Americans are realizing Al Qaeda, ISIS, the Muslim Brotherhood/Hamas, Iran, Saudi Arabia, other Islamic nations and jihadi groups as well as the pinnacle of Islamic jurisprudence – Al Azhar (Egypt) – are all correct in their doctrinal understanding of Islam.

Americans are also coming to realize their leaders are catastrophically clueless about this enemy.

Sixteen years after 9/11/01, the United States government has not identified the threat nor the enemy threat doctrine (sharia), and has no coherent strategy for victory.

If we want to honor the nearly 3,000 Americans who perished on 9/11/01 and all of the servicemen and women killed and wounded in combat, we must not rest until our leaders at the local, state, and federal level do their duty to protect America against “all enemies foreign and domestic” and identify and obliterate the jihadi network in the United States, and all of those Aiding and Abetting them.

To read UTT’s 9/11/2016 blog entitled  “This 9/11 Anniversary is a Call to Action” click HERE

To hear UTT’s Special Edition 9/11/17 Radio Broadcast click HERE and then click “Listen” under “John Guandolo”

To read about UTT President John Guandolo’s 9/11/01 experiences as an FBI Special Agent click HERE

Saudi government allegedly funded a ‘dry run’ for 9/11

Suspicious in-flight activity by Saudis in the US two years before 9/11 is fueling a suit against the Riyadh government.

New York Post, by Paul Sperry, Sept. 9, 2017:

Fresh evidence submitted in a major 9/11 lawsuit moving forward against the Saudi Arabian government reveals its embassy in Washington may have funded a “dry run” for the hijackings carried out by two Saudi employees, further reinforcing the claim employees and agents of the kingdom directed and aided the 9/11 hijackers and plotters.

Two years before the airliner attacks, the Saudi Embassy paid for two Saudi nationals, living undercover in the US as students, to fly from Phoenix to Washington “in a dry run for the 9/11 attacks,” alleges the amended complaint filed on behalf of the families of some 1,400 victims who died in the terrorist attacks 16 years ago.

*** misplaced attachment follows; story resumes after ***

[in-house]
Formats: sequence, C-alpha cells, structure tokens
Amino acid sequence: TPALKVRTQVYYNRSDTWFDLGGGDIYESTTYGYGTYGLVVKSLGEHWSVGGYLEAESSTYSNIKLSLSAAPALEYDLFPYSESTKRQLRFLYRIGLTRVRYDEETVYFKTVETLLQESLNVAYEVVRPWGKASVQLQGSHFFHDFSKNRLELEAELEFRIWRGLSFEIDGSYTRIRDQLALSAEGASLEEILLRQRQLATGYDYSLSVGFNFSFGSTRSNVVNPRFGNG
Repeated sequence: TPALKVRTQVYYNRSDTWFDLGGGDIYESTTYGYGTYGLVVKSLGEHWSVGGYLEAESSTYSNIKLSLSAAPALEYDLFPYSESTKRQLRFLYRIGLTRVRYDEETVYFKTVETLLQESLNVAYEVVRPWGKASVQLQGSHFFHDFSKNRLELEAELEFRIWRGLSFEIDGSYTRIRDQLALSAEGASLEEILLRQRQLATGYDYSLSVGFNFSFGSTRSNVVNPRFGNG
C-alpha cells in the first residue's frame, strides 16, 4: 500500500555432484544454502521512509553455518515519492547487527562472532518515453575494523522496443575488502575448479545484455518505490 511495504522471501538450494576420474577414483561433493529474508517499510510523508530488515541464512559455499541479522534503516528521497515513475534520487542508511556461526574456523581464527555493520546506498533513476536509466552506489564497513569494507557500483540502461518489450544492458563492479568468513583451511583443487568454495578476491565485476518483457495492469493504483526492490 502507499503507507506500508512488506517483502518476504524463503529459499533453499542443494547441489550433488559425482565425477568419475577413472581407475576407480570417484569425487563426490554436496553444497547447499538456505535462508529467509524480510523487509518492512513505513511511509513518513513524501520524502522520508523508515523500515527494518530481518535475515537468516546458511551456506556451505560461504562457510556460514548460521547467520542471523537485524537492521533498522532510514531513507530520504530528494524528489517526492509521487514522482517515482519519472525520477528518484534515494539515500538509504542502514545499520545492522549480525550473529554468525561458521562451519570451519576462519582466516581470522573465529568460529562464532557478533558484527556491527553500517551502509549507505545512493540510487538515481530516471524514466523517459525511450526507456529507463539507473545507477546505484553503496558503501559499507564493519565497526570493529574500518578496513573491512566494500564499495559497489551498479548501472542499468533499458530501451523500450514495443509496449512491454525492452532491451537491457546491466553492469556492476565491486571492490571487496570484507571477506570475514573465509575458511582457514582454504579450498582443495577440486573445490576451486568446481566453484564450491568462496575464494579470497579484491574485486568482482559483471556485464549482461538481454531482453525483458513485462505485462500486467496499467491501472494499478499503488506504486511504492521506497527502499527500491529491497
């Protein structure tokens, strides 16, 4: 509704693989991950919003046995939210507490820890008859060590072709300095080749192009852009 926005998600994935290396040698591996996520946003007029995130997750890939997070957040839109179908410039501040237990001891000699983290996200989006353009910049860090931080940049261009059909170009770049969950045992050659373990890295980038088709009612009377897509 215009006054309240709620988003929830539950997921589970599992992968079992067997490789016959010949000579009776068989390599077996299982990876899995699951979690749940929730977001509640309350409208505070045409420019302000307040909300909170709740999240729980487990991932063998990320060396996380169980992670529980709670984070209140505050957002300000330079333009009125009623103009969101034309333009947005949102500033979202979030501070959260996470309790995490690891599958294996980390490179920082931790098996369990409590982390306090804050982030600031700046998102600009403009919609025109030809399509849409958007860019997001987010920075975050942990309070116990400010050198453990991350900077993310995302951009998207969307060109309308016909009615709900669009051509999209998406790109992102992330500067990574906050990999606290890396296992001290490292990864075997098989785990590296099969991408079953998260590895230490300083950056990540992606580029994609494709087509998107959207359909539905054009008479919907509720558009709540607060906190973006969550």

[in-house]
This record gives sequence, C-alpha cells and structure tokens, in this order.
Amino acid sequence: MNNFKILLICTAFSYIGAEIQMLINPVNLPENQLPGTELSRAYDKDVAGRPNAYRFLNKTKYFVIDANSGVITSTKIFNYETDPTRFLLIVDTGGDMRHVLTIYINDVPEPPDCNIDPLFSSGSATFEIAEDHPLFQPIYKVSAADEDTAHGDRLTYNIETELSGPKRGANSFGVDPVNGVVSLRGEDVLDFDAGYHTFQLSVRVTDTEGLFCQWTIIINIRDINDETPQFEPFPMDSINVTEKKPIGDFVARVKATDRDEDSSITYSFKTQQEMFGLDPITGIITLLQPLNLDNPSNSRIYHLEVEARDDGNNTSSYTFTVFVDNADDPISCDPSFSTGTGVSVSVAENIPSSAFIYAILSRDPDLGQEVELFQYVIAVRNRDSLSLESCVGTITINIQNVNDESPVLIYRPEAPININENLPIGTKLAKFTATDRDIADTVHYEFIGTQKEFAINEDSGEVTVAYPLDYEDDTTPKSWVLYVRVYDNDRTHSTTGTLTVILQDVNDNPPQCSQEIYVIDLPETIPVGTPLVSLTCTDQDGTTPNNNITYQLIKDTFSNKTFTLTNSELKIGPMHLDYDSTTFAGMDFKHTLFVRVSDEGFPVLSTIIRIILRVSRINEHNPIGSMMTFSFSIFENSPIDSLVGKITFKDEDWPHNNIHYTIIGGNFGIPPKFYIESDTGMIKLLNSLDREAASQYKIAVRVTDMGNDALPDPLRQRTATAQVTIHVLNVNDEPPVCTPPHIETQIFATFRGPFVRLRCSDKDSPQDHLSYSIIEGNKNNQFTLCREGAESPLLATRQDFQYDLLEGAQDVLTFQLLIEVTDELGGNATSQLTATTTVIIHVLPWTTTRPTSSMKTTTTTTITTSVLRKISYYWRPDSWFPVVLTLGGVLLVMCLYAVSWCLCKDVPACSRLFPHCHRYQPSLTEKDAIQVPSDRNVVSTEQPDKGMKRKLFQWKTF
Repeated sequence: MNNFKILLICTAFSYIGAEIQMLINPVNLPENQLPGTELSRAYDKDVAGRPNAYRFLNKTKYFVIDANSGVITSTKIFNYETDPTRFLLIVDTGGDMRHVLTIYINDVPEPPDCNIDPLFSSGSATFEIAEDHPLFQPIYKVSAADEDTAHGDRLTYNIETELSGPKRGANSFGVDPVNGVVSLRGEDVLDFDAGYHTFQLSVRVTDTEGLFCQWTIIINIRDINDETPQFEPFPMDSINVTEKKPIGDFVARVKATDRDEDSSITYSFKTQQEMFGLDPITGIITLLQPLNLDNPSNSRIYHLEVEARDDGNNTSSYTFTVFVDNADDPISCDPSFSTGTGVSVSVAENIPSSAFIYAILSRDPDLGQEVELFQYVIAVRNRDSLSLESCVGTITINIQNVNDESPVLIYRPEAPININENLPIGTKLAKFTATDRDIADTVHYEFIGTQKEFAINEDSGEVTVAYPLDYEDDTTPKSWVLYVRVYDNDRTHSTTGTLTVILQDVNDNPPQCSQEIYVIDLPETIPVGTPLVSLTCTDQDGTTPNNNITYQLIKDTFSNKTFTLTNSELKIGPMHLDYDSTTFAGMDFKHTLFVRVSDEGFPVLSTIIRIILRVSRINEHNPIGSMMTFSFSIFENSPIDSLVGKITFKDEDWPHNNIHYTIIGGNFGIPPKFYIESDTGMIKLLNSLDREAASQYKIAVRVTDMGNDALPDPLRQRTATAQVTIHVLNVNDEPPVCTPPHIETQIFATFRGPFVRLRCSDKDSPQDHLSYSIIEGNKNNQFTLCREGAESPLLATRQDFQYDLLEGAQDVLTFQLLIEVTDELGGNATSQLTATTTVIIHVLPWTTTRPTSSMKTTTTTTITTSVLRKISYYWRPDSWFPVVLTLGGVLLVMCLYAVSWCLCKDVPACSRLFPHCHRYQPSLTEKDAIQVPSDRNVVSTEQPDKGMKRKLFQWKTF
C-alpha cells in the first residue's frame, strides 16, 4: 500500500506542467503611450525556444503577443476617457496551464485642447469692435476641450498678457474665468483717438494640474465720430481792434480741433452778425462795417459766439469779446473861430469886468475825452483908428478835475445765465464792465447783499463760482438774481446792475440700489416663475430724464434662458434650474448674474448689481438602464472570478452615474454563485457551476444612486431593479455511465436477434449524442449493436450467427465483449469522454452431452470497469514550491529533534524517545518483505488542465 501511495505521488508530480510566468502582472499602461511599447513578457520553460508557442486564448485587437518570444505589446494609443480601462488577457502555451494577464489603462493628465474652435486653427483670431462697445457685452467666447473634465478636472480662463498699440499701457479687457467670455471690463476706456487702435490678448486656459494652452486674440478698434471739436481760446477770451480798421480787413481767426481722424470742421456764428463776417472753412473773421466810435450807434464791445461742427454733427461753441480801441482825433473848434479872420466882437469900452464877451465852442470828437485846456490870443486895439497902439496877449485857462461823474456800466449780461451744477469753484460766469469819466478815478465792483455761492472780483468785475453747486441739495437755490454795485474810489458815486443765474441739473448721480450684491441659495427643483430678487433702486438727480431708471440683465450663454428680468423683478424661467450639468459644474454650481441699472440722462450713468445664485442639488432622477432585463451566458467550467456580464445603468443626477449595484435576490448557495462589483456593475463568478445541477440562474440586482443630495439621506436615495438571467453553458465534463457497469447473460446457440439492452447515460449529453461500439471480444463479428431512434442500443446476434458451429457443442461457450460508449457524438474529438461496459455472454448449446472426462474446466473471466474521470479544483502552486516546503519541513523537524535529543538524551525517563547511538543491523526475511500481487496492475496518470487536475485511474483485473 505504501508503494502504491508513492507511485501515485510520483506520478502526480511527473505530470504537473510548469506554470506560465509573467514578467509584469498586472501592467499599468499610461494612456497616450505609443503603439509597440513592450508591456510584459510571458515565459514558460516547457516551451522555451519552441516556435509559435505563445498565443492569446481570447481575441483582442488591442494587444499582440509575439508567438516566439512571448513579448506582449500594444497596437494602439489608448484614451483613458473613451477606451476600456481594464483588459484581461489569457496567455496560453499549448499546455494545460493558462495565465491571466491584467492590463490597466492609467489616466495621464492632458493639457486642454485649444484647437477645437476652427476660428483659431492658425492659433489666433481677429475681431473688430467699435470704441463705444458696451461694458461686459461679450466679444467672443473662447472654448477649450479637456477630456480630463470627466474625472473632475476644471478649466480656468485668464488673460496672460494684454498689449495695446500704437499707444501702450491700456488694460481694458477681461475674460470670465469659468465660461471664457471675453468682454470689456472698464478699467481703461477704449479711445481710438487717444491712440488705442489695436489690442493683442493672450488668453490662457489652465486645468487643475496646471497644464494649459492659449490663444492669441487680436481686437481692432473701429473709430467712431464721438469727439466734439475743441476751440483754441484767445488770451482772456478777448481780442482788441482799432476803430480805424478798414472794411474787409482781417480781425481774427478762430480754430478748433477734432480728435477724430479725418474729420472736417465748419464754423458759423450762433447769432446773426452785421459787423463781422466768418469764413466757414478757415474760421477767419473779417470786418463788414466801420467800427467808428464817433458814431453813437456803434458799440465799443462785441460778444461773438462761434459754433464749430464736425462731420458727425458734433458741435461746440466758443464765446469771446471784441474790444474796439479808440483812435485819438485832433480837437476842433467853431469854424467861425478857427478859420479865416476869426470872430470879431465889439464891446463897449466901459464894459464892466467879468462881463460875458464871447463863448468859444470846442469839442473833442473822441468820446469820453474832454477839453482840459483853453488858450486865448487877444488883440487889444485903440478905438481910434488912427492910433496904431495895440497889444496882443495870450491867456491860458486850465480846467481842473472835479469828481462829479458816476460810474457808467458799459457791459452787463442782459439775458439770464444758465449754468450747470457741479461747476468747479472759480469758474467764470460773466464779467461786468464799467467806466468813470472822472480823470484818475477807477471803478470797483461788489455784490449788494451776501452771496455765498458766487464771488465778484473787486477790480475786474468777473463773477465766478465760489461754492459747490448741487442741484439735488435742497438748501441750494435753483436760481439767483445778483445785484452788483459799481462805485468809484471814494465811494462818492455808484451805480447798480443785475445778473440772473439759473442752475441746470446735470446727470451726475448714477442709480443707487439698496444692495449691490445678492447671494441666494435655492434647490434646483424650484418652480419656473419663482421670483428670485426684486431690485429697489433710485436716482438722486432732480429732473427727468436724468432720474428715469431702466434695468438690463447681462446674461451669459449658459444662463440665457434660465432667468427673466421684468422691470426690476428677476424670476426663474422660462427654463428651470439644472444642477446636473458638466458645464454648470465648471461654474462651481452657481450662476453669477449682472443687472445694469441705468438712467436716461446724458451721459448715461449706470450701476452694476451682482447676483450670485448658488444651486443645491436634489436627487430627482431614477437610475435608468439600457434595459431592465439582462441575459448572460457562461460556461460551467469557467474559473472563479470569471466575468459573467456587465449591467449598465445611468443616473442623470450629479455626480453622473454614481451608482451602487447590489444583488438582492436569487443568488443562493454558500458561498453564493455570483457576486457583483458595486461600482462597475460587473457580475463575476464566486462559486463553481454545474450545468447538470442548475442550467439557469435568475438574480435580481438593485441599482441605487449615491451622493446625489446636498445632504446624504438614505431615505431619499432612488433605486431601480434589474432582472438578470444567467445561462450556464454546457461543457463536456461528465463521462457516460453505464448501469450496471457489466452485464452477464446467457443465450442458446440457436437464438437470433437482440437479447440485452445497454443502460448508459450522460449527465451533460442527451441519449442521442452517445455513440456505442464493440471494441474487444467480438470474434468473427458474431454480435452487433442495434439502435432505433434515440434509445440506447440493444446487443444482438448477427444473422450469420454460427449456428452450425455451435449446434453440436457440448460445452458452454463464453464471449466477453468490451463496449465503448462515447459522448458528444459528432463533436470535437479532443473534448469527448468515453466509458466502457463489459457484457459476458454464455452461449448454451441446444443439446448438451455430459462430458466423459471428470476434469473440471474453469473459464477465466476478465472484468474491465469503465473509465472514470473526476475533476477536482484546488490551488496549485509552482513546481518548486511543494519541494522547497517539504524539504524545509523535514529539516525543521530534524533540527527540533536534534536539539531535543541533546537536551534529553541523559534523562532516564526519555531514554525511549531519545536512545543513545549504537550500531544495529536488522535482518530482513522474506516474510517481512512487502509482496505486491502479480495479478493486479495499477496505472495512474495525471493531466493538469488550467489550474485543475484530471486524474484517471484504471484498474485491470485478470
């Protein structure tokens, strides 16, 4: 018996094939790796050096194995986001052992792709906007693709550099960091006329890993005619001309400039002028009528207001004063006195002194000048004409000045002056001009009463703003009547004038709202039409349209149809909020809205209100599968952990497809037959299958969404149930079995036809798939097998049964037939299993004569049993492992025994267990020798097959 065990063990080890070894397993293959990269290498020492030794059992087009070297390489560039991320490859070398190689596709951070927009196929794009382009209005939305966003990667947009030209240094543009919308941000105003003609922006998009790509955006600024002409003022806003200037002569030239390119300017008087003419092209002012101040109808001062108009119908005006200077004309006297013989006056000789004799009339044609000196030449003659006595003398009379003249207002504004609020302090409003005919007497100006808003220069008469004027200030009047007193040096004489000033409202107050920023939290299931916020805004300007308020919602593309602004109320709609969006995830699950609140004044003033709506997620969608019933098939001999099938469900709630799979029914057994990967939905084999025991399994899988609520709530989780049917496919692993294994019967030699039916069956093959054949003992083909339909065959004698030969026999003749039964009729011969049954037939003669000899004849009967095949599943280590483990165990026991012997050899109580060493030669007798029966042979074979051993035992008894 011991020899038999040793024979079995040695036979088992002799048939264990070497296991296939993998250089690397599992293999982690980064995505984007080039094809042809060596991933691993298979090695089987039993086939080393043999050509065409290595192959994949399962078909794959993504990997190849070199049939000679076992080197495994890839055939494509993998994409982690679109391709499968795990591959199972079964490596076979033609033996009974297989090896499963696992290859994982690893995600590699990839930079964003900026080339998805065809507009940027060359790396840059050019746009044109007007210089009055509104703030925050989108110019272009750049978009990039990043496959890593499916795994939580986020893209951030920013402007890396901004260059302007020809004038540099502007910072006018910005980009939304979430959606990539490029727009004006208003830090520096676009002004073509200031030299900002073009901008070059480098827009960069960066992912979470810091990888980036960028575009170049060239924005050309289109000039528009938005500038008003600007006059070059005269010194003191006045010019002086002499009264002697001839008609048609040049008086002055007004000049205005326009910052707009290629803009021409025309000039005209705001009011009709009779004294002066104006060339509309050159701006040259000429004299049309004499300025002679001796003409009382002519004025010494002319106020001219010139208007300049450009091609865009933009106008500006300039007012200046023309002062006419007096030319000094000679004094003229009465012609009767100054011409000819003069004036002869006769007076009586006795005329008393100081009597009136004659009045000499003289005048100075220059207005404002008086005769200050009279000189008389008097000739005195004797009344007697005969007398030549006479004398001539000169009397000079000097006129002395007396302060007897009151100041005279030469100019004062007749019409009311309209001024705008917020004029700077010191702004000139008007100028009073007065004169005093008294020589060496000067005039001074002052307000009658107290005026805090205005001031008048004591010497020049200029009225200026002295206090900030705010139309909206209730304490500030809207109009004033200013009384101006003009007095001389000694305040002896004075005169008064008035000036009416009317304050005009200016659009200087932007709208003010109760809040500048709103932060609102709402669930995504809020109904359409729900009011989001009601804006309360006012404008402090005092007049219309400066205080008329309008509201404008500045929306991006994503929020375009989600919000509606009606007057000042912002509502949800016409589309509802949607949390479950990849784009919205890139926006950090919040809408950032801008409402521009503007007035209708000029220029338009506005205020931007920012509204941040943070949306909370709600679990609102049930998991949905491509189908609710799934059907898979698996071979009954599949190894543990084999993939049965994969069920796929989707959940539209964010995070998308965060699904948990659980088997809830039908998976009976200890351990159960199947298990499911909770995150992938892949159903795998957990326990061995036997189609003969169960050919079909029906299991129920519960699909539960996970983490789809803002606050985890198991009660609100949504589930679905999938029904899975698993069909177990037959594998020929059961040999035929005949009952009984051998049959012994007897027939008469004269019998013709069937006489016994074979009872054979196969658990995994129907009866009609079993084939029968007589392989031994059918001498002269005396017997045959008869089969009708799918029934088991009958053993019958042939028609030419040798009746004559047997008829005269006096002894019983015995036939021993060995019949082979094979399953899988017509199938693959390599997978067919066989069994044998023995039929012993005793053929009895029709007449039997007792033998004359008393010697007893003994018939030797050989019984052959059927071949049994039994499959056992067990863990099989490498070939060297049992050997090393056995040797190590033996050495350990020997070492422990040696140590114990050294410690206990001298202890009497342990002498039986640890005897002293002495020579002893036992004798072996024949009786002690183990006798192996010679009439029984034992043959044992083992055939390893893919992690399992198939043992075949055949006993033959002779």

The court filing provides new details that paint “a pattern of both financial and operational support” for the 9/11 conspiracy from official Saudi sources, lawyers for the plaintiffs say. In fact, the Saudi government may have been involved in underwriting the attacks from the earliest stages — including testing cockpit security.

“We’ve long asserted that there were longstanding and close relationships between al Qaeda and the religious components of the Saudi government,” said Sean Carter, the lead attorney for the 9/11 plaintiffs. “This is further evidence of that.”

Lawyers representing Saudi Arabia last month filed a motion to dismiss the lawsuit, which may finally be headed toward trial now that Congress has cleared diplomatic-immunity hurdles. A Manhattan federal judge has asked the 9/11 plaintiffs, represented by lead law firm Cozen O’Connor, to respond to the motion by November.

Citing FBI documents, the complaint alleges that the Saudi students — Mohammed al-Qudhaeein and Hamdan al-Shalawi — were in fact members of “the Kingdom’s network of agents in the US,” and participated in the terrorist conspiracy.

They had trained at al Qaeda camps in Afghanistan at the same time some of the hijackers were there. And while living in Arizona, they had regular contacts with a Saudi hijacker pilot and a senior al Qaeda leader from Saudi now incarcerated at Gitmo. At least one tried to re-enter the US a month before the attacks as a possible muscle hijacker but was denied admission because he appeared on a terrorist watch list.

Qudhaeein and Shalawi both worked for and received money from the Saudi government, with Qudhaeein employed at the Ministry of Islamic Affairs. Shalawi was also “a longtime employee of the Saudi government.” The pair were in “frequent contact” with Saudi officials while in the US, according to the filings.

During a November 1999 America West flight to Washington, Qudhaeein and Shalawi are reported to have tried multiple times to gain access to the cockpit of the plane in an attempt to test flight-deck security in advance of the hijackings.